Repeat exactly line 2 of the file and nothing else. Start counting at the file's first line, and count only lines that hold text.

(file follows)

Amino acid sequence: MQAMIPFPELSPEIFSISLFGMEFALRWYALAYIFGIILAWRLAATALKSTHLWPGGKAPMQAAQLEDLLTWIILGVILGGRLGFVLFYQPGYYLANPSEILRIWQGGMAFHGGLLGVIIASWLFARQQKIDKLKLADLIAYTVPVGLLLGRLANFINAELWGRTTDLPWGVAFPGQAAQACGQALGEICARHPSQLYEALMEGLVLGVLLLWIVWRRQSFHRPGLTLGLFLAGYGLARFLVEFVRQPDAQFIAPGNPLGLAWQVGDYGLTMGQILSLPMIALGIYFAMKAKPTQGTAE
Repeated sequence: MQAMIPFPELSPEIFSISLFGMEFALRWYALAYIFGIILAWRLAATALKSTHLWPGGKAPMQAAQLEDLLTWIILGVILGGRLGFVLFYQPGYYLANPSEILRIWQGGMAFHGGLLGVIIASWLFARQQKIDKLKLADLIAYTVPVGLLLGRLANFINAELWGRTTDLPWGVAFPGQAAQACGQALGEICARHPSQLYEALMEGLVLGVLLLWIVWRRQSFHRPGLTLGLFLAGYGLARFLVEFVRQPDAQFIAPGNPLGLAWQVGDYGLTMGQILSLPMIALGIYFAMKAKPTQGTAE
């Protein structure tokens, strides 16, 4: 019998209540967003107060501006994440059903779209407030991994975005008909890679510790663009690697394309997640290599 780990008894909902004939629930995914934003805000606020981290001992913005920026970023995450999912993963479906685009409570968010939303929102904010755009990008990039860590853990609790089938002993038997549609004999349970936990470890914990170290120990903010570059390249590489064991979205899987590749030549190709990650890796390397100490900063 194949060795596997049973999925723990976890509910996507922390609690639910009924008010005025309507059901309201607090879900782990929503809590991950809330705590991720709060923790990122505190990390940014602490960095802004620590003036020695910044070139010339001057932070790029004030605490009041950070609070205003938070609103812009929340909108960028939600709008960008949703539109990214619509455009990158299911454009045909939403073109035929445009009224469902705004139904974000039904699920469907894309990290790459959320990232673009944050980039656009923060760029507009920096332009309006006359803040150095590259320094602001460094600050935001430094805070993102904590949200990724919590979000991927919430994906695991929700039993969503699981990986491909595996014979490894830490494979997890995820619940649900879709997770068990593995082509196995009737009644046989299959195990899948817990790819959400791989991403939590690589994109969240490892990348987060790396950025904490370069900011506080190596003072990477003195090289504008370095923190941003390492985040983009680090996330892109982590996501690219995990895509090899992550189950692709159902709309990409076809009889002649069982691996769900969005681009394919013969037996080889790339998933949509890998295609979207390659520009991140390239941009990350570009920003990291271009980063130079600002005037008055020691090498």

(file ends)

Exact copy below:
Repeated sequence: MQAMIPFPELSPEIFSISLFGMEFALRWYALAYIFGIILAWRLAATALKSTHLWPGGKAPMQAAQLEDLLTWIILGVILGGRLGFVLFYQPGYYLANPSEILRIWQGGMAFHGGLLGVIIASWLFARQQKIDKLKLADLIAYTVPVGLLLGRLANFINAELWGRTTDLPWGVAFPGQAAQACGQALGEICARHPSQLYEALMEGLVLGVLLLWIVWRRQSFHRPGLTLGLFLAGYGLARFLVEFVRQPDAQFIAPGNPLGLAWQVGDYGLTMGQILSLPMIALGIYFAMKAKPTQGTAE